‘Pronger House’ 45 Channon St, Gympie QLD

A favourite MCM subset of ours, and rather little known, is the regional Australian success who knew a thing or two about progressive design, had the finances and the connections to create something special to revel in his achievements. ‘Pronger House’ is such an example. Commissioned by local window and joinery manufacturer, Viv Pronger. this striking home in Gympie, bearing trademarks of his own industry, still holds the essence of progress and dynamism which made this local family a prominent fixture. Compleated c.1961* and albeit having undergone some not so sympathetic changes, the word on the ground is that it’s still choc-a-block with unusual and gorgeous Modernist swing which lends itself easily to a complete refurb – celebrating past glory and pumping it back into the future once more. Get out on that patio kids!

* Architects: Prangley and Crofts

38 Castile St, Indooroopilly QLD

Sorry Queenslanders we’re trying to list some current MCM goodness for you, but in the meantime check out this incredible monolith we’ve been alerted to sadly little too late as it sold in July. We are equal parts in awe of its commanding street presence, internal features (timber, joinery, tile and double sided fireplace for starters) and worried about its future. All we can do is cross our fingers and hope it has landed in the right hands………..We post it here as testament to remarkable, local design and as a meagre form of digital preservation.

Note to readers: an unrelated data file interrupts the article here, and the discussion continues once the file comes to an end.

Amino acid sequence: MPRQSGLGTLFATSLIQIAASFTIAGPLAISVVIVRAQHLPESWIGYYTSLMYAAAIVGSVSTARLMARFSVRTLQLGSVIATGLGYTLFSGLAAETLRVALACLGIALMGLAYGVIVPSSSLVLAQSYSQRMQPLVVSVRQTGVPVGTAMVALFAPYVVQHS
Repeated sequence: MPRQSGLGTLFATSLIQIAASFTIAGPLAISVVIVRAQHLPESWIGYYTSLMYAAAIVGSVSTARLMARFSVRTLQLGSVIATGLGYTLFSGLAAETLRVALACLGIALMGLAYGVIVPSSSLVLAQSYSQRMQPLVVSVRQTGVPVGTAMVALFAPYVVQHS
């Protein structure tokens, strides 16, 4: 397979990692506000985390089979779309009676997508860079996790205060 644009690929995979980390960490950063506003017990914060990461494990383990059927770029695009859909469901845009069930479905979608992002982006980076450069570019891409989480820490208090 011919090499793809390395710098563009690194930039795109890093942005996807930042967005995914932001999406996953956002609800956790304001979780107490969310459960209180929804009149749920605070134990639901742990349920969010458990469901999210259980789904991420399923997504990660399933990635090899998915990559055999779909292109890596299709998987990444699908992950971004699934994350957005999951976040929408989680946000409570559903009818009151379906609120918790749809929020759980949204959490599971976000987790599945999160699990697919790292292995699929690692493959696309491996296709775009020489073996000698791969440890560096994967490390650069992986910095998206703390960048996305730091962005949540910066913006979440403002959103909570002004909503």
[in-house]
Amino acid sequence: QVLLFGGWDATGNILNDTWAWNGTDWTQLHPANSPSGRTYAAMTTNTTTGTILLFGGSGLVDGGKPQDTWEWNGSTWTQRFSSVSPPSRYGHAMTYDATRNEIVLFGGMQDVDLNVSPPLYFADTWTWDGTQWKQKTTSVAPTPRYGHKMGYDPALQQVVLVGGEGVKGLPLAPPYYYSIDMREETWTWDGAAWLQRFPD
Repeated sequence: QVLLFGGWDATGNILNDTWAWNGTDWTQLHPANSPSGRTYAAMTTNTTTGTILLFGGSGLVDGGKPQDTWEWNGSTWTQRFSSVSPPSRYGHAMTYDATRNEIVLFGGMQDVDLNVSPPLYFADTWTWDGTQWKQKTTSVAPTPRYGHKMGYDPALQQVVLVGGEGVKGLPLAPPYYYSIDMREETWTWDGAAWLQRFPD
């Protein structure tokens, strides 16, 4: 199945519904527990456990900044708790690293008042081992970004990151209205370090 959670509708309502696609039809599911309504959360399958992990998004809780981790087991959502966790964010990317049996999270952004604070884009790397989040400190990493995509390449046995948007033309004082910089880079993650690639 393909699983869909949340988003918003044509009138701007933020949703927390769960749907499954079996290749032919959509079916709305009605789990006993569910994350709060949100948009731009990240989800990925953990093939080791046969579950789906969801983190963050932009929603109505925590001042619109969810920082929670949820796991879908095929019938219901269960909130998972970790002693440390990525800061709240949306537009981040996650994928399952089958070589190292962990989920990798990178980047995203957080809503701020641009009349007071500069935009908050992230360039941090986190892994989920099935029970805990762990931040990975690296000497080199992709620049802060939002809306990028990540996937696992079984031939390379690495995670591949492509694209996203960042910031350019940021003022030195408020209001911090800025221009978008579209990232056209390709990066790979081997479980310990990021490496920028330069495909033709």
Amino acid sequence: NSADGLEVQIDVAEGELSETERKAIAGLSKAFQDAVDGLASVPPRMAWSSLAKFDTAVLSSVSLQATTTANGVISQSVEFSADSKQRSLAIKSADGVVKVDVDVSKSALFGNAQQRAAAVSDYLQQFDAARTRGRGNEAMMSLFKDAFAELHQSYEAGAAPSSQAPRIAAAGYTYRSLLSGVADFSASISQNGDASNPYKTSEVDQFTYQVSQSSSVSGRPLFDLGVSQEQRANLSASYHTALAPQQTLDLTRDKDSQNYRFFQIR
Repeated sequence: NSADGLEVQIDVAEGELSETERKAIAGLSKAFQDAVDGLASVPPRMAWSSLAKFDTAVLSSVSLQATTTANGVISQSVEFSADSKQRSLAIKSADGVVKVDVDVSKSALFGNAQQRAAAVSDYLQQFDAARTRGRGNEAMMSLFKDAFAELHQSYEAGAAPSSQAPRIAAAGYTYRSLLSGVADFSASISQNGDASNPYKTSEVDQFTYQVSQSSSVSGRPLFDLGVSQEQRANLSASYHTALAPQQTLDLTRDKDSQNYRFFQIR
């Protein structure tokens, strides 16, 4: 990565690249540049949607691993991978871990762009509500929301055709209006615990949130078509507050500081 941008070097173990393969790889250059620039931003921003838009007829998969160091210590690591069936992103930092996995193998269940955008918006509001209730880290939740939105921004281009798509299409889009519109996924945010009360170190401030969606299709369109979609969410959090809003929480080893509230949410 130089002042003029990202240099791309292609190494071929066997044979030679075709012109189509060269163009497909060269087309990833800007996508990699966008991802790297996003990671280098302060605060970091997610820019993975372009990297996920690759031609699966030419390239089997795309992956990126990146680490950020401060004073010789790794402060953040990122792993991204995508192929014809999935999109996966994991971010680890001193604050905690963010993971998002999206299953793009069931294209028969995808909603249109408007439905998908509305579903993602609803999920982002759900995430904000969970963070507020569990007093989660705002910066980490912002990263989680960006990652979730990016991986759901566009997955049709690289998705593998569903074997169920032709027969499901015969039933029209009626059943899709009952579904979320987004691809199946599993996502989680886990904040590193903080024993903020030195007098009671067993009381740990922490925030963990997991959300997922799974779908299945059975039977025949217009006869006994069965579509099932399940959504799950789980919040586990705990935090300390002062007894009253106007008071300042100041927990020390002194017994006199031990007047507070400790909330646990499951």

56 Marriott St, Coorparoo QLD

Causing a similar wave of nostalgia and glee one may feel when passed by a pristine mint -green Holden station wagon, this 1960s family rambler is cut from the same cultural cloth. Though pedestrian in its pitched tiled roof and relatively straight forward design, the interiors are a Tardis of time, textures and architectural tone. Lino lovers (and others – ooh that stacked fireplace!) will be swooning at this veritable set piece of domestic life which stands timeless in its livability with the only enhancements desired perhaps a meagre and measured refurbish and a pool out back to complete the Brissy scene. On nearly half an acre of grounds, we don’t like it’s chances to pull through, but as always, we’ll wait and see.